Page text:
To contain the spread of Covid-19, the countries are taking strong measures. This situation may affect the way we eat.
In some countries the fresh items are becoming less available.
Do you remember?
If you want to stay healthy, you must eat healthy! And stay physically active during quarantine.
Even if it’s a viral infection, we have to strengthen our immune system.
Limited access to fresh foods may compromise our immune system.
In order to support individuals in eating healthy during isolation, WHO/Europe has prepared a set of general tips, a list of best food buys and recipes for inspiration.
Take only what you need
Multiple cases of over-purchasing have been observed. But panic buying behaviour may have negative consequences, such as an increase in food prices, overconsumption of food and an unequal distribution of product.
You must consider your own needs, as well as those of others. If you buy more food than you need, you risk eating too much, wasting it and taking it away from those who need it.
Use more fresh products
Prioritize fruit and vegetables and low fat dairy products.
Prepare home cooked meals
Now you can make the recipes that need more time to spend. Look for healthy recipes online.
Take advantage of food delivery options
Some countries have rather advanced delivery systems for ingredients and ready meals.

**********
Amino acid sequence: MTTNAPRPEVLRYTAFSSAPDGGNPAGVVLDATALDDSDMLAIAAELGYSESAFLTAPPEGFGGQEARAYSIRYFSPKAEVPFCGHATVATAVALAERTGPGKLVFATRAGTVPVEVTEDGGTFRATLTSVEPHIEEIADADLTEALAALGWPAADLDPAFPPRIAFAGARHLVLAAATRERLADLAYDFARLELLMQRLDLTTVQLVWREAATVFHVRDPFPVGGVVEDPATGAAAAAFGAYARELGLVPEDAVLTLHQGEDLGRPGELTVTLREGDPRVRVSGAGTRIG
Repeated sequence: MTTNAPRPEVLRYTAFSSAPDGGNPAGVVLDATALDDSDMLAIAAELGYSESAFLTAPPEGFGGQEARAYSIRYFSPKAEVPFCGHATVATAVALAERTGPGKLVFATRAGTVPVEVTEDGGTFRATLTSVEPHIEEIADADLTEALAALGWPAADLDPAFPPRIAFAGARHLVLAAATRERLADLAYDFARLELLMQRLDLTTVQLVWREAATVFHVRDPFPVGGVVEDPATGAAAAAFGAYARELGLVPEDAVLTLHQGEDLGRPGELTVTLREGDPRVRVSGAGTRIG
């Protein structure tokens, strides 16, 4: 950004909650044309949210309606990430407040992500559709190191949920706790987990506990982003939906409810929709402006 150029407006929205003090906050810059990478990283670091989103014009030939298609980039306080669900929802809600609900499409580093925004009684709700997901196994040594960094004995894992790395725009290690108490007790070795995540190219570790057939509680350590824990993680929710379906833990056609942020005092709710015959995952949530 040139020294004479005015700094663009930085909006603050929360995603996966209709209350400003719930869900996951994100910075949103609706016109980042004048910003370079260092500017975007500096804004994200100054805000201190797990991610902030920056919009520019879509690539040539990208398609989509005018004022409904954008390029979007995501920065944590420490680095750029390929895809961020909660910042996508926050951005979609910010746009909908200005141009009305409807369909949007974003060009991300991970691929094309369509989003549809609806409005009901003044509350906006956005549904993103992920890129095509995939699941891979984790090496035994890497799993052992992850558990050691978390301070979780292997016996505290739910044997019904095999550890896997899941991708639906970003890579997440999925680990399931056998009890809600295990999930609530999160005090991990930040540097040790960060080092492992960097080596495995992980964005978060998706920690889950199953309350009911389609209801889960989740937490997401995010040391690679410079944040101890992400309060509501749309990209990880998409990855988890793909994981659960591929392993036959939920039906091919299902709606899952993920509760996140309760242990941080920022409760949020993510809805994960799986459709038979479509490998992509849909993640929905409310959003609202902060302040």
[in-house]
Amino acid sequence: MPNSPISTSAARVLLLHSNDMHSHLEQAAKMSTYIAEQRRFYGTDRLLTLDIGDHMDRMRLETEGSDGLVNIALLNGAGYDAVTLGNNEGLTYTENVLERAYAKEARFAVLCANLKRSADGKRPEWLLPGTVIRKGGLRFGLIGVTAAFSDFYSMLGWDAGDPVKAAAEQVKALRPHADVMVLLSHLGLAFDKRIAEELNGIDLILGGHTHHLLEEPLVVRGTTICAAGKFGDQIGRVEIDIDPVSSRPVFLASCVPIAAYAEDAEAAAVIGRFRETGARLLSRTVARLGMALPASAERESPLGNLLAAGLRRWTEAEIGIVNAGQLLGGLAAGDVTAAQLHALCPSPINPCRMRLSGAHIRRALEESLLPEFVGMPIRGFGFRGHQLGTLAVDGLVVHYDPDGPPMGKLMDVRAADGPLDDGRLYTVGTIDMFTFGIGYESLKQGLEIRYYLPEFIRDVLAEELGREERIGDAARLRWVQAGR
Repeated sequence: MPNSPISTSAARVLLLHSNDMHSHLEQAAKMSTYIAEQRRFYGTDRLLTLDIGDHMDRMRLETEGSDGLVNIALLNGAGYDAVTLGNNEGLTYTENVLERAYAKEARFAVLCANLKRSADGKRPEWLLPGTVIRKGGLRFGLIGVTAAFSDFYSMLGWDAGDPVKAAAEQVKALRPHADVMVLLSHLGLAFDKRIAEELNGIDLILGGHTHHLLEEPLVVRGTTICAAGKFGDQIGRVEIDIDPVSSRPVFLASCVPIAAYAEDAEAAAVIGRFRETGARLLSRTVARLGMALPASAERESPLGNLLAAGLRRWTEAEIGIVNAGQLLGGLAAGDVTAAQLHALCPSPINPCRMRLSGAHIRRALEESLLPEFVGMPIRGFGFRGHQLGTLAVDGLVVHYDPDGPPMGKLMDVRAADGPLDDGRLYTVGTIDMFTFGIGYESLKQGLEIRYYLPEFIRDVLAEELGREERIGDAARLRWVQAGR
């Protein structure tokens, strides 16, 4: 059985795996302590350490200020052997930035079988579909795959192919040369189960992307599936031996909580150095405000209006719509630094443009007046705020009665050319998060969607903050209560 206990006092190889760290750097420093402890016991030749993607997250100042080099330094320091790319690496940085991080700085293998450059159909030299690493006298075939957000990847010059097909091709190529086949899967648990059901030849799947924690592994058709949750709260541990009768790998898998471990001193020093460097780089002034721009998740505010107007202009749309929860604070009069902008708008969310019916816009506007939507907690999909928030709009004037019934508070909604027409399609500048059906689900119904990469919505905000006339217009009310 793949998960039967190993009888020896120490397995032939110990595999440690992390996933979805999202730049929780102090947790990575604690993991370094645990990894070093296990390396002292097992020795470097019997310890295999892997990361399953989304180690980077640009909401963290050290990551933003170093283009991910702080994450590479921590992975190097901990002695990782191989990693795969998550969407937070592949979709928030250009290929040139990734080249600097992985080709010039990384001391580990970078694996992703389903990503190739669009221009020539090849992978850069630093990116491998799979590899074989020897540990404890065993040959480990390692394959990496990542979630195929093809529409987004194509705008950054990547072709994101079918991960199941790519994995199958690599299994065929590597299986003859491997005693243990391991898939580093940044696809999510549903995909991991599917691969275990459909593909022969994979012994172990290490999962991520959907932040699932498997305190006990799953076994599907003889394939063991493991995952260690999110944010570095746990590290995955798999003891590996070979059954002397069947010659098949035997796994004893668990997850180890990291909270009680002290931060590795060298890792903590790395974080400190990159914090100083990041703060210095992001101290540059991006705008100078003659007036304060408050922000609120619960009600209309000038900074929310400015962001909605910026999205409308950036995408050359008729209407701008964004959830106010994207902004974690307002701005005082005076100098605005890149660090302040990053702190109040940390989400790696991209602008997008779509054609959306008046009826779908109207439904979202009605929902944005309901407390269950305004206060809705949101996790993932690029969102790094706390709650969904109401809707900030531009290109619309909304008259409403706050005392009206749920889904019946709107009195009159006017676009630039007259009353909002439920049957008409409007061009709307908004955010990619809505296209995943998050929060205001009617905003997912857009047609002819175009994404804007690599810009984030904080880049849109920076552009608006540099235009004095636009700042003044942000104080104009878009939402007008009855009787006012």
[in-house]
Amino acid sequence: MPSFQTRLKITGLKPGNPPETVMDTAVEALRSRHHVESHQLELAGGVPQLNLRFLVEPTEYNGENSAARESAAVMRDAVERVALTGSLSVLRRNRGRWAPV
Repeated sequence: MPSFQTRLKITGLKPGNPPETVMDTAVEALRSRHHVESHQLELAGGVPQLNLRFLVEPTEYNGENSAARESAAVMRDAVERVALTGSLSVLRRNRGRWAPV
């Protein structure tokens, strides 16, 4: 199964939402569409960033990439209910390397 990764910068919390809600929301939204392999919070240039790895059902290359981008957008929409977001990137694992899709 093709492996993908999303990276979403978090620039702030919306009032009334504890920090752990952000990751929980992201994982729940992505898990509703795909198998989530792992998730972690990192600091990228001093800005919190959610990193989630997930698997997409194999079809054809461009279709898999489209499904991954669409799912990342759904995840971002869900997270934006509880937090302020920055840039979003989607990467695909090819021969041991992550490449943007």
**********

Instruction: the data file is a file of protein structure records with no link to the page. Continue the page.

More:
Be aware of portion sizes
It is important to avoid overeating. Consider the right portions for you and your children.
Follow safe food handling practices
It is very important to follow good food hygiene practices to avoid food contamination and foodborne diseases.
keep your hands, kitchen and utensils clean
separate raw and cooked food
cook your food thoroughly
keep your food at safe temperatures, either below 5 or above 60 *C
use safe water and raw material
Limit your salt intake
If the availability of fresh food decreases, consider to use foods with reduced or no added salt
WHO recommends less than 5 g of salt per day.
If you use canned foods, as vegetables or beans, rinse before use.
Limit your sugar intake
WHO recommends less than 5% of total energy intake for adults from free sugars (6 teaspoons).
Limit your fat intake
Less than 30% of total energy from fat, no more than 10% should come from saturated fat.
Use cooking methods with less or no fat (steaming, grilling or sauteing instead of frying). Use small amounts of unsaturated oils to cook foods (rapeseed, olive or sunflower oil).Prefer foods with healthy fat as fish and nuts.
To limit saturated fat, trim excess fat from meat and poultry, and choose skinless options.
Reduce red and fatty meats, butter and full-fat dairy products, palm oil, lard etc.
Avoid trans fat, so read the label. Many biscuits, frozen pizzas, crackers, baked goods, margarine are rich in trans fat.
Consume enough fibre
Fibre contributes to a healthy gut.
Choose vegetables, fruit, pulses and wholegrain foods (brown bread, pasta or rice, quinoa).
Choose water. No sugary drinks
Alcohol use undermines your body’s ability to cope with infectious disease, including Covid-19.
Alcohol also makes certain medications less effective, while increasing the potency and toxicity of others.
Use of alcohol and pain medication might cause serious problems, as liver failure
Enjoy family meals
Involve children in cooking healthy foods, this can help them acquire important life skills that they can carry into adulthood.
Best food buys
Buy only foods with high nutritional value
Fruit and vegetables
Dried and canned pulses
Whole grains and starchy roots
Dried fruits, nuts and seeds
Reduce fat milk